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Friends of Six Senses with Leo Cosendai: The Power of Sound

Can sound baths act as a form of ‘fast-track’ meditation? As most of us feel time-poor and bombarded with information, ways to drop into meditation easily and quickly have become a necessity.

Sound healer and author Leo Cosendai talked with Wellness Pioneer Anna Bjurstam about the power of sound and the ways that sound meditation can befriend the noisy and overactive mind.

(lightly edited for clarity)

Anna: Leo, how did you get into sound healing?

Leo: Panic attacks brought me to sound bathing. And my wife, who brought me to my first sound bath. I’ve never looked back. I’ve always loved yoga but sound took me to a place I never got to with yoga.

Anna: There’s a lot of research on sound healing and its profound effects on reducing anxiety and stress. Have you seen that?

Leo: Yes, that’s right. I’m currently working with scientists in Italy, Germany and France, and sound is pretty remarkable. A lot of research focuses on music but working with sound has even more therapeutic power in my opinion. And there are so many growing applications. For example, truck drivers are being submitted to audio tests in some places to see if they are fit to drive.

Anna: What’s the difference between sound and music?

Leo: Music is organized sound so in some ways, music is the result of a man or woman messing around with sound in an artistic or intellectual way. Sound is very neutral, like Switzerland. Sound is entrainment and music is entertainment too. Entrainment goes beyond happy and sad. It’s almost something you can’t describe in words. An amazing transformational sound experience is not something you can describe. It’s also adaptogenic. It will do whatever you need it to do.

Anna: I went to a sound healer in Bali years ago and he worked with a gong over my body. I was skeptical but then I went back to the hotel and I got so tired and slept over 24 hours and when I woke up, my body had changed. It was profound. The sound adapted to what my body needed.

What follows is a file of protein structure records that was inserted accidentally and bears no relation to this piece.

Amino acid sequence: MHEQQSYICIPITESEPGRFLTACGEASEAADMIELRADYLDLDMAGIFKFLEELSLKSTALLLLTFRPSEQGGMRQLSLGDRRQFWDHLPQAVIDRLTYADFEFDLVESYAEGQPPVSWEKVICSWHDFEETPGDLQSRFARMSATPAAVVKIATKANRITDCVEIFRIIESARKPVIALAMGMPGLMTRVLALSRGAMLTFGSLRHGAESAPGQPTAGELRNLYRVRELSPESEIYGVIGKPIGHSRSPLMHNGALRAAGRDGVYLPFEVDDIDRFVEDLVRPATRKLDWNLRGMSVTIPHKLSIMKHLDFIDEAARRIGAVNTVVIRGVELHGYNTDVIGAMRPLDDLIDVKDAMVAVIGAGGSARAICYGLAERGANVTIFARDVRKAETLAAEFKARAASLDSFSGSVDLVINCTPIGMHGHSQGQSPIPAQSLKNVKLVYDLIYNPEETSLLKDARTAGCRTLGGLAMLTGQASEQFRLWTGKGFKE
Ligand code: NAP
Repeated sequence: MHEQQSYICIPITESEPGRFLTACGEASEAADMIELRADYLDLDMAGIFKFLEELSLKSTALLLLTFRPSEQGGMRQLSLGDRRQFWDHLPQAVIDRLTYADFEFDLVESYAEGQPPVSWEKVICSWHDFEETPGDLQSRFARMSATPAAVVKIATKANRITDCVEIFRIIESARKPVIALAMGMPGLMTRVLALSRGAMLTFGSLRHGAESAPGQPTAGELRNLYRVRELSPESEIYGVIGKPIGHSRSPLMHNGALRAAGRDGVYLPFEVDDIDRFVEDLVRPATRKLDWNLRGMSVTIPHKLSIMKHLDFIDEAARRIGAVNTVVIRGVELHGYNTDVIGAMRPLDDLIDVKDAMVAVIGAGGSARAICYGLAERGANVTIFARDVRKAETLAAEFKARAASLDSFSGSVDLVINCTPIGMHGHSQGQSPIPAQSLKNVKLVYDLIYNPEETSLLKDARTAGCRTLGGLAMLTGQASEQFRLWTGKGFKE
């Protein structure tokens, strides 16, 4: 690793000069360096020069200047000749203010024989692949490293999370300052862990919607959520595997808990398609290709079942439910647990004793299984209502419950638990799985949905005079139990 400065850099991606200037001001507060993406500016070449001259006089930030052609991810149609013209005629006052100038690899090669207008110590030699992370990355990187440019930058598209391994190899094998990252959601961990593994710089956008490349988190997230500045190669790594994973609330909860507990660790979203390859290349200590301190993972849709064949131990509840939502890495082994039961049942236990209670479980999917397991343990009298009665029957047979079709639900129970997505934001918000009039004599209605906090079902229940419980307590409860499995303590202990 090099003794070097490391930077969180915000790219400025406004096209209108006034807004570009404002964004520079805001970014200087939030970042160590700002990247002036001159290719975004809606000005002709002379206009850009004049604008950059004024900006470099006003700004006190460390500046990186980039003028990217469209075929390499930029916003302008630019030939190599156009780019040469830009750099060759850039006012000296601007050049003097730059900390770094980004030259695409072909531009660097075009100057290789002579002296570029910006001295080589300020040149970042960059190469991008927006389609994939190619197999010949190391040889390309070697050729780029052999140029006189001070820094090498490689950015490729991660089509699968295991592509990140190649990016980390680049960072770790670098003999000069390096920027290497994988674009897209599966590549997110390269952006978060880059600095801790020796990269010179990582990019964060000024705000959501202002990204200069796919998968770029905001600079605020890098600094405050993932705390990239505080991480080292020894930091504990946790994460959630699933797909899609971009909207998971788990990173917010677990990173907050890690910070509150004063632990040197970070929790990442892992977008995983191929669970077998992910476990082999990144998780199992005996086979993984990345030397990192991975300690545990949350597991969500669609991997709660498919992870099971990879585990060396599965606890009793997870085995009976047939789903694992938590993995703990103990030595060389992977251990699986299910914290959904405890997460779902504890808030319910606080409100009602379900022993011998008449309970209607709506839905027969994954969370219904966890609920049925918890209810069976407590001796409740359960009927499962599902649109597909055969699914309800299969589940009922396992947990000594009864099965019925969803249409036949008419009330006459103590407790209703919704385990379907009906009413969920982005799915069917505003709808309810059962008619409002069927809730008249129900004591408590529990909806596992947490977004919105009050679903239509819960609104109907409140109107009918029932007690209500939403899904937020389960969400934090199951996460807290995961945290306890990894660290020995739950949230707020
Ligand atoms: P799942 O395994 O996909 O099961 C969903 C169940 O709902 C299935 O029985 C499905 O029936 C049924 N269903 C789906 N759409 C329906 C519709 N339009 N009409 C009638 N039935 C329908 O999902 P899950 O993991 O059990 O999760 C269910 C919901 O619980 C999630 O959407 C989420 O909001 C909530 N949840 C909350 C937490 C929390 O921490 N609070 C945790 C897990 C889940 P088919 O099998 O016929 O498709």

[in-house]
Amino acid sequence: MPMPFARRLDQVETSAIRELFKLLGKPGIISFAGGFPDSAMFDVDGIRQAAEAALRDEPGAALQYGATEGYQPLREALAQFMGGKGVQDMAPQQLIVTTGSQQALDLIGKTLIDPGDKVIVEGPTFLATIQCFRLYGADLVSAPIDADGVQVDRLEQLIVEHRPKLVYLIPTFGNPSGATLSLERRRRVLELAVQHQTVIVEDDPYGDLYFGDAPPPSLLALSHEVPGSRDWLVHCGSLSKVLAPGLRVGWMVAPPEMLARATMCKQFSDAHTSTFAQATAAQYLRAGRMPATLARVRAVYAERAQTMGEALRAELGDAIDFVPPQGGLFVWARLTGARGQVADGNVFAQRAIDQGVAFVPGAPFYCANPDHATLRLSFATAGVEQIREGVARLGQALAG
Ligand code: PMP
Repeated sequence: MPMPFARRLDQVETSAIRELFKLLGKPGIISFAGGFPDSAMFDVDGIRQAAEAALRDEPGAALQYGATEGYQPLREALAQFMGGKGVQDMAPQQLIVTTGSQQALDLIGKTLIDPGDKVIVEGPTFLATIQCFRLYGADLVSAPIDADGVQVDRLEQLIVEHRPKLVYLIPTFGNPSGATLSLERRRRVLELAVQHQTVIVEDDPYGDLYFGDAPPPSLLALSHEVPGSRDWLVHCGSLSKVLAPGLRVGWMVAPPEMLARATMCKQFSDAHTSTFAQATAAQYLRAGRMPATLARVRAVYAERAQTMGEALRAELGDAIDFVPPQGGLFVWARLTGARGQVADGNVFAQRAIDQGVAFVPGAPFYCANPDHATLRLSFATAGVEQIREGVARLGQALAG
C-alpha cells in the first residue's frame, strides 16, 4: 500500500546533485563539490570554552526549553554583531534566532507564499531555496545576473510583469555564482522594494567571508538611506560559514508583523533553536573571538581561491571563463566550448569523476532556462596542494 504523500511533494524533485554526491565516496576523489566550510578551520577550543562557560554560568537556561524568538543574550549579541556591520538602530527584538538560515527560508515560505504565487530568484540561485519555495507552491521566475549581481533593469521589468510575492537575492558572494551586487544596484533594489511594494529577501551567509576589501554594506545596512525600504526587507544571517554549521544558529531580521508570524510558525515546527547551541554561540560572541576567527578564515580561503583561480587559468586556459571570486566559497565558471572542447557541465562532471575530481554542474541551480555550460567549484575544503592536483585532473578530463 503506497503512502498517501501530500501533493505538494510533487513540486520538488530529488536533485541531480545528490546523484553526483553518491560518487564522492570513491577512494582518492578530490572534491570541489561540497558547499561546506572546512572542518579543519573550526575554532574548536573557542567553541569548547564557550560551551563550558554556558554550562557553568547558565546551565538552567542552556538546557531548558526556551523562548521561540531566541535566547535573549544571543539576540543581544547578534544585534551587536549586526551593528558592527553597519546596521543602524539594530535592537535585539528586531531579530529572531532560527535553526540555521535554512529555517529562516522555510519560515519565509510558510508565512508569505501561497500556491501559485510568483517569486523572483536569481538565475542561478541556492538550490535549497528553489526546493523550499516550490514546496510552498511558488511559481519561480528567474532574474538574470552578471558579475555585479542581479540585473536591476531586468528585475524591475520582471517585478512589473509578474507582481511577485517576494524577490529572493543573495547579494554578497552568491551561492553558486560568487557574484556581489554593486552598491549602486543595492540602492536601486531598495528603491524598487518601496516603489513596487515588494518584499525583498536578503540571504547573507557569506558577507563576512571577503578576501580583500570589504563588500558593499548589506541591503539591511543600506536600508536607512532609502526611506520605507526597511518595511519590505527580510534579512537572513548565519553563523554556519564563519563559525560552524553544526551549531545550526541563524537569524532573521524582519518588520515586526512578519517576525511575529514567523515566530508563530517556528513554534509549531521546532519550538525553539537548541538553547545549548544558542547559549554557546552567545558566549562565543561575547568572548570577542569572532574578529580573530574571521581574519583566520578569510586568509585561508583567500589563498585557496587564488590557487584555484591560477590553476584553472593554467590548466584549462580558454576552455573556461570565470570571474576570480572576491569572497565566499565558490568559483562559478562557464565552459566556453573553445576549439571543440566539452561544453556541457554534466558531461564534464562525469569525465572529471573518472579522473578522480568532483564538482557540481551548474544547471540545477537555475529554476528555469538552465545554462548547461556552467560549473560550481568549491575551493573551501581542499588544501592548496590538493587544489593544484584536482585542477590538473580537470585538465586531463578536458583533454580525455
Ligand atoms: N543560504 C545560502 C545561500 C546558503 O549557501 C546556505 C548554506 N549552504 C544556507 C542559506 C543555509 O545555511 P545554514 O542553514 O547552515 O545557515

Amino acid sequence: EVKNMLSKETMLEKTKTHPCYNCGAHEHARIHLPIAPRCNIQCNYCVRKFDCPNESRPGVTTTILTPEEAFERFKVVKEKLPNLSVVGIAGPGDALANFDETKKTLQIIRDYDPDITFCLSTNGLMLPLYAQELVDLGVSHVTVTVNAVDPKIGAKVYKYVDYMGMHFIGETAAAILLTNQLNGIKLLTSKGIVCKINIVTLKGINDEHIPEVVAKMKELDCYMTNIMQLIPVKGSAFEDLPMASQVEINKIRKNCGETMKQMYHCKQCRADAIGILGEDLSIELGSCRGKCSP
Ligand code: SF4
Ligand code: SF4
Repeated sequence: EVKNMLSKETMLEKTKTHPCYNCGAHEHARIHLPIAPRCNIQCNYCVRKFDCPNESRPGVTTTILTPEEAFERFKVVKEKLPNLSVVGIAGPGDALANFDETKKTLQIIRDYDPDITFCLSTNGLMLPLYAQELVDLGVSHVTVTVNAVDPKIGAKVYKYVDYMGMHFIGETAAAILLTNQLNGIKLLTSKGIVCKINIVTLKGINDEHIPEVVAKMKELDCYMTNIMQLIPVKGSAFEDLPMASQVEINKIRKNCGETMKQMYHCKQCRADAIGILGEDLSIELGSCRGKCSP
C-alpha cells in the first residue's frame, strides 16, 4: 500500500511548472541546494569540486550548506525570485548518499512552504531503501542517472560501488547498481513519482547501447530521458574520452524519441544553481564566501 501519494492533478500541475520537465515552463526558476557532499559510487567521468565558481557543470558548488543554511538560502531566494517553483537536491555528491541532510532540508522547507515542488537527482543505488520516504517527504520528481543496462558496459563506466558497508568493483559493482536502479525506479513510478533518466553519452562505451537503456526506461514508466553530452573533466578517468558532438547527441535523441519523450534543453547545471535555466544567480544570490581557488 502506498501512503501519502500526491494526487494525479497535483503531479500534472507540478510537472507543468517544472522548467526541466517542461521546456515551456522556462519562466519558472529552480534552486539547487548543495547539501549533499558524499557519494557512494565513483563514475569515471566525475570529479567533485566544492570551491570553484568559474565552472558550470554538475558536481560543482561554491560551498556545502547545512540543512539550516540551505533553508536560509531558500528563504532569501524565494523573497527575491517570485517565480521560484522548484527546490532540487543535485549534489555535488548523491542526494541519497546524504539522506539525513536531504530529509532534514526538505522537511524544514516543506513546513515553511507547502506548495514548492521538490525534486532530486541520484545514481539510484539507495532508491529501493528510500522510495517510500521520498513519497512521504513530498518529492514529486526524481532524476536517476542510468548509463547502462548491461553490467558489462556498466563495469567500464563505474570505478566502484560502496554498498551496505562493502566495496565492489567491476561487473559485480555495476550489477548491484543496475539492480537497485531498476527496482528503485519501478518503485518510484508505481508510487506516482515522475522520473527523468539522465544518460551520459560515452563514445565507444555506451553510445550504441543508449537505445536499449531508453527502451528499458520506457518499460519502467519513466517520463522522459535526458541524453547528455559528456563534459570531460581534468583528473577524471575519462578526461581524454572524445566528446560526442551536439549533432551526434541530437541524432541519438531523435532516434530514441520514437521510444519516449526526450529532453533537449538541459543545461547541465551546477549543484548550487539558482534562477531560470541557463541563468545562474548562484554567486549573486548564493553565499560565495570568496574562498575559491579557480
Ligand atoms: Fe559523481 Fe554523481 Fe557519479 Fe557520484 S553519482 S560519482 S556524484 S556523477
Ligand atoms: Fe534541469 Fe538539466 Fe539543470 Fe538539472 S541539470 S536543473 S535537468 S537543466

Leo: That’s right. I have experienced it myself and have held thousands of sound baths so I’ve seen all sorts of reactions. I don’t want to sell it as a psychedelic experience. I want people to feel like it’s safe, it’s something we’ve been doing for a very long time but yet it’s very modern in the way that we’re doing it. It’s evolved whereas something like mindfulness has not been modernized, it’s just been put into your phone. I feel like sound bathing, though, has evolved and the way we’re doing it now is fresh.

Anna: Let’s talk about Hertz. People say there’s a magical Earth frequency, for example. Is that something you use?

Leo: I’m aware of these frequencies but I believe that pitches have changed over history to suit us as musicians and to suit our ears which have evolved over time. I think it’s important to stay with what we know and what we experience. In terms of frequencies, there’s an idea that certain frequencies are good for various organs, I haven’t found a lot of science to support that. But I like disagreement and different points of view about this stuff because that’s what we need to grow.

Anna: Another thing that is big right now are binaural beats, which has some conflictual ideas about it.  What do you think?

Leo: The instruments that I work with create binaural beats but they are organic. The majority of binaural beats that you hear on Spotify or other places are synthetic. I do believe in the effect of two tones from gongs or chanting or overtones from singing. I don’t listen to synthetic ones but I really like the real stuff when you have a gong or singing bowl and you can hear all the different tones. That’s amazing. What sound does extremely well is it makes meditation very accessible. It turns it into an experience and everyone wants a bit of that right now.